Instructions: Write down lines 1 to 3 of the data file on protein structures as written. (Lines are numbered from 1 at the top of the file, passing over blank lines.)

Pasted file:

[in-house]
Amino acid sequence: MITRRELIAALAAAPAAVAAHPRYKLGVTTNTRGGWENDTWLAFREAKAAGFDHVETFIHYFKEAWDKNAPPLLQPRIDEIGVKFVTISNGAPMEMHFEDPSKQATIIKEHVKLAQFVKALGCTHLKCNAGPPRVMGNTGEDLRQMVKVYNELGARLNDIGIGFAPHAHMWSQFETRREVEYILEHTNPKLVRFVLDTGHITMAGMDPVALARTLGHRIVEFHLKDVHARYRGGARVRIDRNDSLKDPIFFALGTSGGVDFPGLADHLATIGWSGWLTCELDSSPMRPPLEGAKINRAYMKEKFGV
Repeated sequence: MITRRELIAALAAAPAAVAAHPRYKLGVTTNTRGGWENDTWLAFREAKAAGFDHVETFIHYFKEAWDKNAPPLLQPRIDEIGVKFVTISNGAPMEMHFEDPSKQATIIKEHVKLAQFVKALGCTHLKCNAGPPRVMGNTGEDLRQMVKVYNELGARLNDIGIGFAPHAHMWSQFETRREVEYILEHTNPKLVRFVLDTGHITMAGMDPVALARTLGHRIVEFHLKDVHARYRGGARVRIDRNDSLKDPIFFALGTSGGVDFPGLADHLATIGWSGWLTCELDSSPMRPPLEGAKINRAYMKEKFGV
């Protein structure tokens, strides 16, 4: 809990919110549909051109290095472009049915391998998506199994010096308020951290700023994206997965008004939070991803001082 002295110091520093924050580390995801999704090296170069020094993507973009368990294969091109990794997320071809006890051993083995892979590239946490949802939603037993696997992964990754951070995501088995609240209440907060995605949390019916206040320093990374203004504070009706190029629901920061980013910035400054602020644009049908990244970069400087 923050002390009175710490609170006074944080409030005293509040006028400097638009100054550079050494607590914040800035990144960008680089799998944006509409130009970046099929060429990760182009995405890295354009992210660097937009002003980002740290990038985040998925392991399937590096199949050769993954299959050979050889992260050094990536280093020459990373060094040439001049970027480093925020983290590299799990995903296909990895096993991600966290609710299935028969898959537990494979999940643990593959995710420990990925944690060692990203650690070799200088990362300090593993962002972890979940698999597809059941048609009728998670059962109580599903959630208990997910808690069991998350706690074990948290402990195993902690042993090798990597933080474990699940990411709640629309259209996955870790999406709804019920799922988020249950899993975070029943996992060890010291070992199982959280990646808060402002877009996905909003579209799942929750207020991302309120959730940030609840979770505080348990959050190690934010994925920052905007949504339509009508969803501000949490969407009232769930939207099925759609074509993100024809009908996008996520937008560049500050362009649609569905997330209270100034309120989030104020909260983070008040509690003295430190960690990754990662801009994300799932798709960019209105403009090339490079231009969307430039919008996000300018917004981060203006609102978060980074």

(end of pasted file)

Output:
[in-house]
Amino acid sequence: MITRRELIAALAAAPAAVAAHPRYKLGVTTNTRGGWENDTWLAFREAKAAGFDHVETFIHYFKEAWDKNAPPLLQPRIDEIGVKFVTISNGAPMEMHFEDPSKQATIIKEHVKLAQFVKALGCTHLKCNAGPPRVMGNTGEDLRQMVKVYNELGARLNDIGIGFAPHAHMWSQFETRREVEYILEHTNPKLVRFVLDTGHITMAGMDPVALARTLGHRIVEFHLKDVHARYRGGARVRIDRNDSLKDPIFFALGTSGGVDFPGLADHLATIGWSGWLTCELDSSPMRPPLEGAKINRAYMKEKFGV
Repeated sequence: MITRRELIAALAAAPAAVAAHPRYKLGVTTNTRGGWENDTWLAFREAKAAGFDHVETFIHYFKEAWDKNAPPLLQPRIDEIGVKFVTISNGAPMEMHFEDPSKQATIIKEHVKLAQFVKALGCTHLKCNAGPPRVMGNTGEDLRQMVKVYNELGARLNDIGIGFAPHAHMWSQFETRREVEYILEHTNPKLVRFVLDTGHITMAGMDPVALARTLGHRIVEFHLKDVHARYRGGARVRIDRNDSLKDPIFFALGTSGGVDFPGLADHLATIGWSGWLTCELDSSPMRPPLEGAKINRAYMKEKFGV